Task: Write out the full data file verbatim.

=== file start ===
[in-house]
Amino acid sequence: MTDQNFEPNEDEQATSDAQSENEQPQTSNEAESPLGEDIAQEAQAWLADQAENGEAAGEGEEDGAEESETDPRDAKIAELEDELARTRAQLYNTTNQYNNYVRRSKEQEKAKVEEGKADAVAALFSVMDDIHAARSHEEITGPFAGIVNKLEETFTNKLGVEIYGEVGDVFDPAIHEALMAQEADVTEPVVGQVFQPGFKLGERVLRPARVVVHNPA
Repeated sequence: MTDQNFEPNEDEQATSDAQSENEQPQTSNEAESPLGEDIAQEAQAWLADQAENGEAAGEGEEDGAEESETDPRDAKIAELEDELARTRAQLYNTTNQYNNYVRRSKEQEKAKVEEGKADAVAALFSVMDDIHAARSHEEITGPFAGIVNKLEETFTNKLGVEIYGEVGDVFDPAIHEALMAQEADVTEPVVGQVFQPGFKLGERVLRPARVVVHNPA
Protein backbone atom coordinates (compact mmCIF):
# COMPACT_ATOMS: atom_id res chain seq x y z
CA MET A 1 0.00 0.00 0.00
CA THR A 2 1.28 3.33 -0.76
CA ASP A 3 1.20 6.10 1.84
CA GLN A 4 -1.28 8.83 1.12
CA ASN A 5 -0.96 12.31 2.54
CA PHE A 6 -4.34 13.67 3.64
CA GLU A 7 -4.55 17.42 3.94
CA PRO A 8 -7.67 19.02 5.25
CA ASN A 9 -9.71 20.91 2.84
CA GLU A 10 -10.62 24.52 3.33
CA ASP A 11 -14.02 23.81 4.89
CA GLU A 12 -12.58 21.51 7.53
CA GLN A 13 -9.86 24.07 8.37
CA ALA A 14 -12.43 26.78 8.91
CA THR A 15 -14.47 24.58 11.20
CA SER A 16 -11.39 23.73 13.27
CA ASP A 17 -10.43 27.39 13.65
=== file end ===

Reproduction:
[in-house]
Amino acid sequence: MTDQNFEPNEDEQATSDAQSENEQPQTSNEAESPLGEDIAQEAQAWLADQAENGEAAGEGEEDGAEESETDPRDAKIAELEDELARTRAQLYNTTNQYNNYVRRSKEQEKAKVEEGKADAVAALFSVMDDIHAARSHEEITGPFAGIVNKLEETFTNKLGVEIYGEVGDVFDPAIHEALMAQEADVTEPVVGQVFQPGFKLGERVLRPARVVVHNPA
Repeated sequence: MTDQNFEPNEDEQATSDAQSENEQPQTSNEAESPLGEDIAQEAQAWLADQAENGEAAGEGEEDGAEESETDPRDAKIAELEDELARTRAQLYNTTNQYNNYVRRSKEQEKAKVEEGKADAVAALFSVMDDIHAARSHEEITGPFAGIVNKLEETFTNKLGVEIYGEVGDVFDPAIHEALMAQEADVTEPVVGQVFQPGFKLGERVLRPARVVVHNPA
Protein backbone atom coordinates (compact mmCIF):
# COMPACT_ATOMS: atom_id res chain seq x y z
CA MET A 1 0.00 0.00 0.00
CA THR A 2 1.28 3.33 -0.76
CA ASP A 3 1.20 6.10 1.84
CA GLN A 4 -1.28 8.83 1.12
CA ASN A 5 -0.96 12.31 2.54
CA PHE A 6 -4.34 13.67 3.64
CA GLU A 7 -4.55 17.42 3.94
CA PRO A 8 -7.67 19.02 5.25
CA ASN A 9 -9.71 20.91 2.84
CA GLU A 10 -10.62 24.52 3.33
CA ASP A 11 -14.02 23.81 4.89
CA GLU A 12 -12.58 21.51 7.53
CA GLN A 13 -9.86 24.07 8.37
CA ALA A 14 -12.43 26.78 8.91
CA THR A 15 -14.47 24.58 11.20
CA SER A 16 -11.39 23.73 13.27
CA ASP A 17 -10.43 27.39 13.65